ISSN 1470-3947 (print) | ISSN 1479-6848 (online)

Endocrine Abstracts (2006) 12 P71

The role of twenty four hours of daylight on sleep, appetite and cortisol: is it a hard day’s night?

SM Sharma1, D Tatovic1 & RC Andrews2

1Bristol Royal Infirmary, Bristol, United Kingdom; 2University of Bristol, Bristol, United Kingdom.


Individuals who do day/night shifts or who are exposed to 24 hours of daylight have a greater CVS risk. This may relate to effects on the diurnal rhythm of sleep, appetite or cortisol.


To investigate the variations in the diurnal cortisol secretion, appetite and sleep in young healthy civilians from the UK during a five week expedition to Svalbard in the Arctic with 24 hours of daylight.


Salivary cortisol was measured at 0900, 1400, 1800, 2300 on one day 2 weeks before the expedition (visit 1), 2 weeks during the expedition (visit 2) and 2 weeks after returning to the UK (visit 3). Stability of salivary cortisol was measured by taking two 0900 samples on visit 1. One sample was analysed immediately and one stored in the Arctic for analysis after the expedition. Appetite and sleep scores were measured at hourly intervals from 0800 to 2300 on the same days as salivary cortisols using a standardised questionnaire. There was similar calorific intake (4000 kcal) across the group as well as activity. All slept in tents and ambient temperatures ranged from 5°C to – 20°C (including wind-chill factor)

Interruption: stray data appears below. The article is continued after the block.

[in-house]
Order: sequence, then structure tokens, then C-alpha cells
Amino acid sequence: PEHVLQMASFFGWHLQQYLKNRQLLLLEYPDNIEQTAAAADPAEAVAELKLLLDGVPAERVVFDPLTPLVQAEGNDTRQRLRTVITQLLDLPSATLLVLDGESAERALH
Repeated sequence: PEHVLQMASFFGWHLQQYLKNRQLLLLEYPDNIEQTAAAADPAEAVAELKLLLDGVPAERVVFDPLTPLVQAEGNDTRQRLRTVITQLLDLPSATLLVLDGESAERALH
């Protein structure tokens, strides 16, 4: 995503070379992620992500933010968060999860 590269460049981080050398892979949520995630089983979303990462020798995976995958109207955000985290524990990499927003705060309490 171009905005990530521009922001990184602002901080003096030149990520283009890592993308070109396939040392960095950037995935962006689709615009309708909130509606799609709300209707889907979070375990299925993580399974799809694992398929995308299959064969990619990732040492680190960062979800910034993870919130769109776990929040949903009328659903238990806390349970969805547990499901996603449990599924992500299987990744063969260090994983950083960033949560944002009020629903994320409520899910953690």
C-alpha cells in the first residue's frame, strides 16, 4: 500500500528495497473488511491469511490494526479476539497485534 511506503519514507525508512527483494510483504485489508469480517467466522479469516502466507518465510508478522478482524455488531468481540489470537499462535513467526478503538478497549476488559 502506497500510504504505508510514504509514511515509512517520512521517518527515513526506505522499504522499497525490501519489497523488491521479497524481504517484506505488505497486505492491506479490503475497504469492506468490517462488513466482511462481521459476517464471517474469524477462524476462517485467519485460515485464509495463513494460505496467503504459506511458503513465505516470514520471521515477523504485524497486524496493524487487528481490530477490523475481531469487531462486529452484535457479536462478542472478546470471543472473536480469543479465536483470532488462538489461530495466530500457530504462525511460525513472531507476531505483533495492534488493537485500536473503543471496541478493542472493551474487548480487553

24 volunteers (14F: 10M) completed the study. We found no significant difference in the two 0900 salivary samples taken on visit 1(N=20, P=0.26). During the expedition, cortisol secretion was elevated (mean 10.99 nmol/l, P=0.005) compared with pre (5.61 nmol/l) and post expedition (5.85 nmol/l). Diurnal rhythm persisted during the expedition but with an increased cortisol surge at 0900 compared with visits 1 or 3. There was no significant difference in sleepiness scores or in satiety parameters. Desire to eat was increased during the expedition (P=0.03).


Salivary cortisol is stable over a number of weeks following storage at a variety of temperatures. Exposure to 24 hour daylight and the Arctic climate does not change the diurnal rhythm of cortisol secretion but exaggerates the 0900 surge resulting in a higher level of cortisol over 24 hours. Despite twenty four hour daylight, alertness proved unchanged. Appetite was increased although satiety was unaffected. These findings suggest that an increase in appetite and cortisol levels may play a role in the increased risk of CVS disease in subjects living in 24 hour daylight.

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